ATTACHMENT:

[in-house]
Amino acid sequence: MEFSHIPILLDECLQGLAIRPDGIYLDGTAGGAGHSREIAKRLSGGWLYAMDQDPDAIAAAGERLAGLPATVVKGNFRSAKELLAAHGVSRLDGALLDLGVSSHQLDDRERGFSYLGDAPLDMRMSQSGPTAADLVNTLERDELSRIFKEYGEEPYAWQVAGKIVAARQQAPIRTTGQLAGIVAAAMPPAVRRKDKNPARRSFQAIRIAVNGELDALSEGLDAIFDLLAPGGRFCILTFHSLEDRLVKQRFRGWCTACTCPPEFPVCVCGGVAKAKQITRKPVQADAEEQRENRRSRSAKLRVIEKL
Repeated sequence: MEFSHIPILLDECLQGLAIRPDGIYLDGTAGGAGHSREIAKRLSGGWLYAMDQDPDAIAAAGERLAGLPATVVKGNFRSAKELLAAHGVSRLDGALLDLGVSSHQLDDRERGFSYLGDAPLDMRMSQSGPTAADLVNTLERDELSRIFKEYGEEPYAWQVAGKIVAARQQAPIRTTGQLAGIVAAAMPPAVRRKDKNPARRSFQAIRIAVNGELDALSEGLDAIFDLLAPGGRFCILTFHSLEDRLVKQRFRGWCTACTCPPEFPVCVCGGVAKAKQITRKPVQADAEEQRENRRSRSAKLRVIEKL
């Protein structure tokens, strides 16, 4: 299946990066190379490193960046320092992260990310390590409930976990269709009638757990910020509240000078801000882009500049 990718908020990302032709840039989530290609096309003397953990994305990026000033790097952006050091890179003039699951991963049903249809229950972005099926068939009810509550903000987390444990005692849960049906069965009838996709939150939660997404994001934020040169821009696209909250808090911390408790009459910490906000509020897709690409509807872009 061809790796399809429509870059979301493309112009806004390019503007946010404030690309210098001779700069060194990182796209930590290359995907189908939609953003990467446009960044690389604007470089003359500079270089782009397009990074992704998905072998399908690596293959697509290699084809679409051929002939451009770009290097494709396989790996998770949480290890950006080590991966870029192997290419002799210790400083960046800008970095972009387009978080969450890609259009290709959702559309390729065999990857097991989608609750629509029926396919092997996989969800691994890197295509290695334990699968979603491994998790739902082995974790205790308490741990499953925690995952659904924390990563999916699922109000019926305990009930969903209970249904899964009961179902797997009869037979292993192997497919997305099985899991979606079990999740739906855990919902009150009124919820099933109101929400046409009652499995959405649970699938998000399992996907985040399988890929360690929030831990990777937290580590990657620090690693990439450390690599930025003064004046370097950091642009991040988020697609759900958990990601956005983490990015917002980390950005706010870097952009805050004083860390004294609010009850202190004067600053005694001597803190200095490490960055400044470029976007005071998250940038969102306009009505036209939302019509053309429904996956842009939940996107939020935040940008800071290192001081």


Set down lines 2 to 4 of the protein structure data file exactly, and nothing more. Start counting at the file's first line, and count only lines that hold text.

Amino acid sequence: MEFSHIPILLDECLQGLAIRPDGIYLDGTAGGAGHSREIAKRLSGGWLYAMDQDPDAIAAAGERLAGLPATVVKGNFRSAKELLAAHGVSRLDGALLDLGVSSHQLDDRERGFSYLGDAPLDMRMSQSGPTAADLVNTLERDELSRIFKEYGEEPYAWQVAGKIVAARQQAPIRTTGQLAGIVAAAMPPAVRRKDKNPARRSFQAIRIAVNGELDALSEGLDAIFDLLAPGGRFCILTFHSLEDRLVKQRFRGWCTACTCPPEFPVCVCGGVAKAKQITRKPVQADAEEQRENRRSRSAKLRVIEKL
Repeated sequence: MEFSHIPILLDECLQGLAIRPDGIYLDGTAGGAGHSREIAKRLSGGWLYAMDQDPDAIAAAGERLAGLPATVVKGNFRSAKELLAAHGVSRLDGALLDLGVSSHQLDDRERGFSYLGDAPLDMRMSQSGPTAADLVNTLERDELSRIFKEYGEEPYAWQVAGKIVAARQQAPIRTTGQLAGIVAAAMPPAVRRKDKNPARRSFQAIRIAVNGELDALSEGLDAIFDLLAPGGRFCILTFHSLEDRLVKQRFRGWCTACTCPPEFPVCVCGGVAKAKQITRKPVQADAEEQRENRRSRSAKLRVIEKL
């Protein structure tokens, strides 16, 4: 299946990066190379490193960046320092992260990310390590409930976990269709009638757990910020509240000078801000882009500049 990718908020990302032709840039989530290609096309003397953990994305990026000033790097952006050091890179003039699951991963049903249809229950972005099926068939009810509550903000987390444990005692849960049906069965009838996709939150939660997404994001934020040169821009696209909250808090911390408790009459910490906000509020897709690409509807872009 061809790796399809429509870059979301493309112009806004390019503007946010404030690309210098001779700069060194990182796209930590290359995907189908939609953003990467446009960044690389604007470089003359500079270089782009397009990074992704998905072998399908690596293959697509290699084809679409051929002939451009770009290097494709396989790996998770949480290890950006080590991966870029192997290419002799210790400083960046800008970095972009387009978080969450890609259009290709959702559309390729065999990857097991989608609750629509029926396919092997996989969800691994890197295509290695334990699968979603491994998790739902082995974790205790308490741990499953925690995952659904924390990563999916699922109000019926305990009930969903209970249904899964009961179902797997009869037979292993192997497919997305099985899991979606079990999740739906855990919902009150009124919820099933109101929400046409009652499995959405649970699938998000399992996907985040399988890929360690929030831990990777937290580590990657620090690693990439450390690599930025003064004046370097950091642009991040988020697609759900958990990601956005983490990015917002980390950005706010870097952009805050004083860390004294609010009850202190004067600053005694001597803190200095490490960055400044470029976007005071998250940038969102306009009505036209939302019509053309429904996956842009939940996107939020935040940008800071290192001081």